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MELISSA BLOCK, host: From NPR News, this is ALL THINGS CONSIDERED. I'm Melissa Block.

MICHELE NORRIS, host: And I'm Michele Norris. The Horn of Africa is in the grip of its worst drought in decades. Already, tens of thousands of children have died. The toll is likely to keep rising unless international aid groups can ramp up their operations in Somalia and neighboring Kenya and Ethiopia.

As NPR's Michele Kelemen reports, these groups have gotten some good news in recent days, but many obstacles remain.

MICHELE KELEMEN: Lawless Somalia is a dangerous place for aid workers. Much of the country is run by the al-Shabaab, which the US considers a terrorist organization. That group pulled out of Mogadishu last week, a move welcomed by a top White House official, Gayle Smith.

GAYLE SMITH: The move of al-Shabaab out of Mogadishu is a good sign. It's too early to tell whether it is a good and lasting sign, but it does offer the possibility of getting more assistance in through Mogadishu and to assist people there.

KELEMEN: United Nations officials say that 100,000 Somalis have fled to the capitol in search of food and shelter, and Valerie Amos, who runs the UN's Office for the Coordination of Humanitarian Affairs, says UN agencies are providing help, but moving in cautiously.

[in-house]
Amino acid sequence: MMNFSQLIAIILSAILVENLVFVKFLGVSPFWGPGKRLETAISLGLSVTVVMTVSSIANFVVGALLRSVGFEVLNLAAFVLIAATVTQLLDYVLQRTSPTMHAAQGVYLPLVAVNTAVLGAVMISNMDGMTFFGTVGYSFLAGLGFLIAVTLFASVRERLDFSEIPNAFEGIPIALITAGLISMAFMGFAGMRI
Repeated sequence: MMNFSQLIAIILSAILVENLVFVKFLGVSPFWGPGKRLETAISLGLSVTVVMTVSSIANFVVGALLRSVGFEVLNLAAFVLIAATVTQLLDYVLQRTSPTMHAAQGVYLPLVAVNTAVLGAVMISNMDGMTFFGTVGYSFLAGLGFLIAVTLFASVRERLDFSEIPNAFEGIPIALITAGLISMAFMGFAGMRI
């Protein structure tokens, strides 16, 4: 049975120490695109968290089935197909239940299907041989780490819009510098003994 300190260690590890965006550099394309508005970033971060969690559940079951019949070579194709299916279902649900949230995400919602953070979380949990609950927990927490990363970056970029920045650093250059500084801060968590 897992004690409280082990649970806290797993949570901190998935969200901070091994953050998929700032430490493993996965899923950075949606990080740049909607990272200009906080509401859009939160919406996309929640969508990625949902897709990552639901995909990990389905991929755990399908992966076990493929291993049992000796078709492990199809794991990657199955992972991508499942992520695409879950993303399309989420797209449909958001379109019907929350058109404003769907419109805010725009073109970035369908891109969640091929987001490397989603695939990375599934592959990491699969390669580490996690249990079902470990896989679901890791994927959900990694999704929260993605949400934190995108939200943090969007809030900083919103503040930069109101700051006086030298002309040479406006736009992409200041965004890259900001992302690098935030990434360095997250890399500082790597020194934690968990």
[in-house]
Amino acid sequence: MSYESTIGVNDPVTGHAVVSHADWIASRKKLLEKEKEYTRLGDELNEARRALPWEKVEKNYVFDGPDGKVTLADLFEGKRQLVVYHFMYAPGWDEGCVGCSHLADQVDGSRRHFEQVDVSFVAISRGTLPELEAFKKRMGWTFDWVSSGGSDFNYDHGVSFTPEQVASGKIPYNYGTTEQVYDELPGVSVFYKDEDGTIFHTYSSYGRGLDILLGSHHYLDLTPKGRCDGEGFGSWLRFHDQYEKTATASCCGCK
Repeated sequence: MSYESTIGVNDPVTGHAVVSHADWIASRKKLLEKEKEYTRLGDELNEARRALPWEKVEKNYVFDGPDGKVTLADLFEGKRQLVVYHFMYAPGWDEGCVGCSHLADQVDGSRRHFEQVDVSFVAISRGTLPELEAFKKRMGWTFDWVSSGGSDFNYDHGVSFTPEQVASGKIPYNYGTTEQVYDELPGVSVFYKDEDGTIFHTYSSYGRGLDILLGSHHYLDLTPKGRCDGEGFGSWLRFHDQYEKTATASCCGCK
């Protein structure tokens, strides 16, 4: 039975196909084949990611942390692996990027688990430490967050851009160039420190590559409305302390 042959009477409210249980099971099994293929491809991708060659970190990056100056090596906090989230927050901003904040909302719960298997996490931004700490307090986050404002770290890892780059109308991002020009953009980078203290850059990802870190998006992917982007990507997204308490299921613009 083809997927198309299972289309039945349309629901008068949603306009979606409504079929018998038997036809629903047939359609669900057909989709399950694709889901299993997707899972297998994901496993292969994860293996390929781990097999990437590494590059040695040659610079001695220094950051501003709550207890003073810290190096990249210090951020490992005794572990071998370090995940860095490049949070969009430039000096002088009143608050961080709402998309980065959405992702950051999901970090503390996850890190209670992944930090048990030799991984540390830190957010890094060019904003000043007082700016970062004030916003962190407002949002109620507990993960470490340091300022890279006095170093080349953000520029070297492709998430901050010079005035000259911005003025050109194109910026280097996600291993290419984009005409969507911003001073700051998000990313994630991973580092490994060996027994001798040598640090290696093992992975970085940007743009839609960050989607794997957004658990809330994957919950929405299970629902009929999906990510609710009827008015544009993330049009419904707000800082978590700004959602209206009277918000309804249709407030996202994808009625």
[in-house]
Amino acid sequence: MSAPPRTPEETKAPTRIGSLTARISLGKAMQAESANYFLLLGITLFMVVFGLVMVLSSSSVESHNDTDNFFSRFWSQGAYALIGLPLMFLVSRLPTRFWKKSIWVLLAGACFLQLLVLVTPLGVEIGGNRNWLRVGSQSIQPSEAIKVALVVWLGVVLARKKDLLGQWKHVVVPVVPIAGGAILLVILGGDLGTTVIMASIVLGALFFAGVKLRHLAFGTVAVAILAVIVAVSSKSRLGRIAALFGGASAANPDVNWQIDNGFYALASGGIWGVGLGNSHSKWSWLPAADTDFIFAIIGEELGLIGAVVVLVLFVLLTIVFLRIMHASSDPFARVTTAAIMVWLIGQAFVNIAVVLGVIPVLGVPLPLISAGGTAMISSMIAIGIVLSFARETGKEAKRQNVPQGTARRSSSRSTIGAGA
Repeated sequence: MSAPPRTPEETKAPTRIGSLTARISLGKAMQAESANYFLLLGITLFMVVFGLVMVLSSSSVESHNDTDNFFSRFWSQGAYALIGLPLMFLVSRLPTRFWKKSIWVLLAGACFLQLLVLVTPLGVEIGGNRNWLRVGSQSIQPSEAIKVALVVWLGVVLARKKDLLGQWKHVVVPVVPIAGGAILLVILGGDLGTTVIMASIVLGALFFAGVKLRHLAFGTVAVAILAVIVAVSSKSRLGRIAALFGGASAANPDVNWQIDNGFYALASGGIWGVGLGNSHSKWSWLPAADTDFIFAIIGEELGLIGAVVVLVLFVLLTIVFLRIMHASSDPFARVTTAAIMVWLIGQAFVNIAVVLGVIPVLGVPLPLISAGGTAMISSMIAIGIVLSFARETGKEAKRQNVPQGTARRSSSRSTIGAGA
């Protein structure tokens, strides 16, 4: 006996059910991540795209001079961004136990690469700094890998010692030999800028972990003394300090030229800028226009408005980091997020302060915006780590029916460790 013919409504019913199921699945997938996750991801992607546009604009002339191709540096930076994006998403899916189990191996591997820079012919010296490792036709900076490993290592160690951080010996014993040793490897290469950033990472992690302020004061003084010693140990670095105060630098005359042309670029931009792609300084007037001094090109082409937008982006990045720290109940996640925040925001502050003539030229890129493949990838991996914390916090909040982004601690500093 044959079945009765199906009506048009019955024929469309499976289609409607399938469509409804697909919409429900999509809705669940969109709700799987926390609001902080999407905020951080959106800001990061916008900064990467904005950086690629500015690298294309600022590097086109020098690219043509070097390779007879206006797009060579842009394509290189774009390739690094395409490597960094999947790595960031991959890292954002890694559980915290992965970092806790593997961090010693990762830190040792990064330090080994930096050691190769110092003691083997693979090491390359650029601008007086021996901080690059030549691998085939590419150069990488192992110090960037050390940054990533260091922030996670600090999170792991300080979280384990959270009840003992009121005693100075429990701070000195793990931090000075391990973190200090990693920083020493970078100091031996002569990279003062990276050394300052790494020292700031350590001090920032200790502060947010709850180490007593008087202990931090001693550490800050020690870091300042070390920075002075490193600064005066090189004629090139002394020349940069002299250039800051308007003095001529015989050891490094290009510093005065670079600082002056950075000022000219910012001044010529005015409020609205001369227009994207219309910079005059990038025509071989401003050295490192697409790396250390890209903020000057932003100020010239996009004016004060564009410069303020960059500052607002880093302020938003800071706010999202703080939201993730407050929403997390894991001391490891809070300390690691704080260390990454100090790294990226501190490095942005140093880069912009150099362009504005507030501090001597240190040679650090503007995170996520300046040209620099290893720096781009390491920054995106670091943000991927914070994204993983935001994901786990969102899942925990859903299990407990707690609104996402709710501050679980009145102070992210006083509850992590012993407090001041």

VALERIE AMOS: The refugee agencies managed to get three plane loads of supplies into Mogadishu in the last few days, but I do think it's important that we all remember that there are still about 2.2 million people in the south and center who require aid and support.

KELEMEN: Al-Shabaab controls south and central Somalia and those are the areas worst hit by the famine. The US government recently agreed to ease its restrictions on private American relief groups that want to deliver supplies to parts of Somalia run by the Islamist militant group.

DONALD STEINBERG: We're not going to play got you with our partners in that area.

KELEMEN: That's Donald Steinberg of the US Agency for International Development who says the US won't prosecute aid groups if some aid inadvertently falls into the hands of al-Shabaab.

STEINBERG: When you move food in, there are going to be, we understand, the possibilities for diversion, possibilities for payment requirements, et cetera.

KELEMEN: Private relief groups lobbied hard for that sort of flexibility and are still trying to make sure these new regulations cover everyone hoping to bring emergency relief supplies to Somalia. Aid groups have had other challenges trying to raise awareness and funds.

Sam Worthington, who runs InterAction, an umbrella organization of 190 humanitarian groups, says the response to the drought has been disappointing.

SAM WORTHINGTON: Hunger is a silent killer. It results in a child's withering away. It is not as dramatic as a tsunami or an earthquake and as a result is a harder message to get to the American public.

KELEMEN: And to Congress, which is focused mainly on budget cuts these days, including to foreign assistance programs. Donald Steinberg of the US Aid Agency says this year, the government has given more than $500 million in aid for the Horn of Africa, but these funds could soon dry up.

STEINBERG: If we do see the kinds of cuts in food assistance that are identified in merging legislation in Congress, it will have a significant impact.

KELEMEN: And most aid experts fear that the worst is yet to come in the drought-ravaging Somalia and neighboring countries. Michele Kelemen, NPR News, Washington.

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